An Organizational Trauma Intervention: A Case From Turkey

An Organizational Trauma Intervention: A Case From Turkey

Bülent Kılıç (Koç University, Turkey)
DOI: 10.4018/978-1-5225-2021-4.ch011


The aim of this chapter is to describe a trauma experienced among blue collar employees at the XYZ car factory in Turkey. Demonstrations led to a halt of production after the representative union signed higher salary at another factory. After the consensus among the parties the production was restarted. However, the trauma and its symptoms emerged. Conflicts and polarization rose among the workers and the employer decided to conduct an intervention program. This study focuses on the pre-intervention, pilot intervention and main intervention programs. Descriptive quotations related to the trauma and the implications of the intervention program are discussed in the light of a theoretical framework. In the present paper, a brief background of the automotive industry and labor unions will be presented. The theoretical perspective is put forward, the implemented program is described, and the descriptive findings are presented then the findings and implications are discussed.
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The Automotive Industry and Labor Unions in Turkey

The automotive industry in Turkey is quite developed. Both cars and their components are manufactured in Turkey. Most of the factories producing cars and their components are located in Bursa, one of the northwestern cities of Turkey. In this text, the factories and unions involved have been given fictitious names, both because of confidentiality and to allow the author to explain the situation with more details and accuracy. The narration is thus made more convenient for the reader.

In a majority of the factories in the automotive sector as well as in other manufacturing industries, labor unions sign collective labor agreements for a three-year period with the employers. When the last contracts were signed in December 2014 by the Representative Union, there were two different labor unions at ABC factory. It was uncertain which of the competing labor unions was going to represent the workers there and therefore a collective labor agreement could not be signed. A court decided in May 2015 that the Representative Union should represent the workers and this union signed the agreement after the court decision. Hence the agreement at ABC factory was signed six months later than the collective agreements signed at other factories.

According to the collective labor agreement signed in December 2014 workers were paid 6 Turkish Lira (TL) (2.25USD) per hour while workers at ABC factory were paid 8 TL (3.00USD) per hour because of their late contract. This inequality created a lot of tension in the labor market and among the workers in Bursa. Demonstrations against the union Representative Union started at one of the factories. The protests then spread to other big factories in Bursa. The production at XYZ factory was suspended for a period of time in 2015. The protests ended after a consensus between representatives of the workers, the union and the employers. They agreed upon a one-time payment of 1000 TL (275USD) to those workers who were receiving the lower hourly salary.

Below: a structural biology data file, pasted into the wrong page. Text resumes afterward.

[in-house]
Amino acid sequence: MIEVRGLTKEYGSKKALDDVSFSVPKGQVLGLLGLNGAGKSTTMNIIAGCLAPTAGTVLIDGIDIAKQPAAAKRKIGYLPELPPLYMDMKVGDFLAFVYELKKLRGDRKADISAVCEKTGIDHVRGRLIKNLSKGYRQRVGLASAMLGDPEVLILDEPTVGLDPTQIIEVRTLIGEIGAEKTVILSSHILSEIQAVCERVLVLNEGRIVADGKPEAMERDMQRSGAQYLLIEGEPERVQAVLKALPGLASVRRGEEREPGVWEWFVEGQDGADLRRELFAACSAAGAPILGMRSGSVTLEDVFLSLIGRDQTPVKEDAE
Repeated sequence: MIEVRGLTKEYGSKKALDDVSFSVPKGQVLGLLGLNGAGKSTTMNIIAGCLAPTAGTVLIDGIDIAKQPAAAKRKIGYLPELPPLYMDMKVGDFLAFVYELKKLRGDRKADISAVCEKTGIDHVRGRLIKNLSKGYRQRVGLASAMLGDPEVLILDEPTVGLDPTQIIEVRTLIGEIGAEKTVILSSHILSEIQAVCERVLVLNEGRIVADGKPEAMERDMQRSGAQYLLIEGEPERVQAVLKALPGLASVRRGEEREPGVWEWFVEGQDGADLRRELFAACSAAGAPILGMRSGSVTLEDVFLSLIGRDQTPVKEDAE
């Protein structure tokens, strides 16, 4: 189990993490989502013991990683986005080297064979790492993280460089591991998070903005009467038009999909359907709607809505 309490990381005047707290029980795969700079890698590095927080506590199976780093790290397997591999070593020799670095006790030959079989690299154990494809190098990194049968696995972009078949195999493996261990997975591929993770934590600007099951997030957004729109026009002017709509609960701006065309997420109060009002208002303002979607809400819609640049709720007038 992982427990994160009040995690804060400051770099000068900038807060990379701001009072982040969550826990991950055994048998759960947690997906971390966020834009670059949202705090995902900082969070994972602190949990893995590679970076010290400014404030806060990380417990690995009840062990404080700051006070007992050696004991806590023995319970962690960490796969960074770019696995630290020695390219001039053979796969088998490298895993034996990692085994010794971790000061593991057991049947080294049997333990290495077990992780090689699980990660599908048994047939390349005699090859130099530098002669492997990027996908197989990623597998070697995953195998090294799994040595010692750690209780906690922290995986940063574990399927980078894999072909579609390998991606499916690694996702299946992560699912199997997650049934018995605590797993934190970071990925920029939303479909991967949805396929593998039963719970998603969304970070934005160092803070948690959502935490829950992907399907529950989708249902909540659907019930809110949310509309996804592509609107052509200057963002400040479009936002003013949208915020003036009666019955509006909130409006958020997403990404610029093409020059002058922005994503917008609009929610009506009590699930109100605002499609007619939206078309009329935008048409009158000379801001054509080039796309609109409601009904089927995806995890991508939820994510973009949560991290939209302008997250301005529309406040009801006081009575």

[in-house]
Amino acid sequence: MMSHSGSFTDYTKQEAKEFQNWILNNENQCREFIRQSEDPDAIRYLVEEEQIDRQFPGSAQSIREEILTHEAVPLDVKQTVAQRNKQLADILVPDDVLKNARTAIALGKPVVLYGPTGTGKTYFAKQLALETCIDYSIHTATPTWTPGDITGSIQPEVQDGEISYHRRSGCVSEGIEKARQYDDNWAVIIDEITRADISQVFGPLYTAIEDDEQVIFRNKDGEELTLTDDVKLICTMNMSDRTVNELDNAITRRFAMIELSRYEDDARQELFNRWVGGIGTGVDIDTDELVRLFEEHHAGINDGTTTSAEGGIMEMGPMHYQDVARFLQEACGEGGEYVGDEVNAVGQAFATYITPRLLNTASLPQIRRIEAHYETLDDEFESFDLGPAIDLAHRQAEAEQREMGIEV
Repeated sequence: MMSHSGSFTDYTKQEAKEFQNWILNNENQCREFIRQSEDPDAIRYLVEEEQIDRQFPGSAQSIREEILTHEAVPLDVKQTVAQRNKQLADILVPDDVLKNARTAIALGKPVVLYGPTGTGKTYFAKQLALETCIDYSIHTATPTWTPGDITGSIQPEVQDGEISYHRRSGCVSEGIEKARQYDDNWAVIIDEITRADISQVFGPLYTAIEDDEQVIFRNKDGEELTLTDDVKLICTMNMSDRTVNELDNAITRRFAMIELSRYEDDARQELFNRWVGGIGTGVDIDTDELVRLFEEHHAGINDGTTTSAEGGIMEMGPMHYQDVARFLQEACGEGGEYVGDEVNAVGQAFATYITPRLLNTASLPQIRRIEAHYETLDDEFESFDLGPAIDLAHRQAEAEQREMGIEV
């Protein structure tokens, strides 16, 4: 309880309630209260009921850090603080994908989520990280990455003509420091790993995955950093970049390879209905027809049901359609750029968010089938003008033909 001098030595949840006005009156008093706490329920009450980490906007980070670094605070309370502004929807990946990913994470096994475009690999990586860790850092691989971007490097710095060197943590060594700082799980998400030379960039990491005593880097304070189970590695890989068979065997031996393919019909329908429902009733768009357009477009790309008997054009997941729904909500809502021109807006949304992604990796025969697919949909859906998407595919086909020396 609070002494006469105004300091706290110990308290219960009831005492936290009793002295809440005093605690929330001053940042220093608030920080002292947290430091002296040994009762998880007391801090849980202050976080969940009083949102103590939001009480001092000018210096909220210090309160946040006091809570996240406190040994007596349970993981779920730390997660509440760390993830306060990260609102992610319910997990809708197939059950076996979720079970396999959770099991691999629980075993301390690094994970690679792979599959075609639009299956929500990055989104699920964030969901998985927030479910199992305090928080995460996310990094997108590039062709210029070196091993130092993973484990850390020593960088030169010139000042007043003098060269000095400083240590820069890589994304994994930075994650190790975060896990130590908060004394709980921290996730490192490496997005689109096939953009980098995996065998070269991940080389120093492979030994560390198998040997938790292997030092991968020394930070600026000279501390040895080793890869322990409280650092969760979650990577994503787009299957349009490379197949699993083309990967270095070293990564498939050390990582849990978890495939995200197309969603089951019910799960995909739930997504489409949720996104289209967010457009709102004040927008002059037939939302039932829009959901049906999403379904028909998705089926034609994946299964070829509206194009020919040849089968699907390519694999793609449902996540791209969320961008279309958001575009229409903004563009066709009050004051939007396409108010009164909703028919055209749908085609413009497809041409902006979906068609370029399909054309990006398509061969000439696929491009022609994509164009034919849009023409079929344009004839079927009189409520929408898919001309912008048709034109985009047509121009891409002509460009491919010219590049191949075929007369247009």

The Organizational Trauma from the Perspective of the Workers

The protests at XYZ factory had started in the cafeteria with workers banging their cutlery on the tables. They later grew bigger and even led to a halt of production in some ateliers. While some workers were very upset over the inequality in pay others joined the protests out of solidarity for their friends. A majority of the senior workers (more than 15 years of employment) preferred not to join the demonstrations as well as some of the younger workers.

Demonstrations were held peacefully and there was no vandalism, no sabotage and no damage done to the factory facilities. After the stop of production for nine days, the workers took up their work again. Conflicts and polarizations emerged among the workers after the production was restarted. The workers were now divided into several groups and subgroups. These groups can be categorized as follows:

  • 1.

    Broadly we can categorize all workers as the ones who had joined the protests and the ones who did not.

  • 2.

    Representative Union members,

  • 3.

    Members of Alternative Union,

  • 4.

    Those without a union membership,

  • 5.

    Superiors of blue collar workers, namely Main Production Team Leaders (MTL) and Lean Team Leaders (LTL),

  • 6.

    Workers joining the protests at first and then returning to their jobs out of fear of losing their employment,

  • 7.

    Workers taking part of the protests until the end regardless of union membership status.

Workers who had taken part of the demonstration until the end accused their colleagues who had not participated at all or had participated for a while of being traitors. They claimed that they had received the compensation payment thanks to their effort but that the others did not really deserve this payment.

The psychological atmosphere in the factory had again became unproductive and the morale among the workers was low. Upon this the HR department decided that an intervention was needed to restore a positive working climate. A team of social scientists and practitioners were invited to develop and implement an intervention program to heal the trauma experienced. The author was the team leader of the project, conducted focus group meetings, designed and implemented the intervention program with a group of psychologists. Moreover, the author also attended meetings with the Human Resources department, Production department and the CEO.

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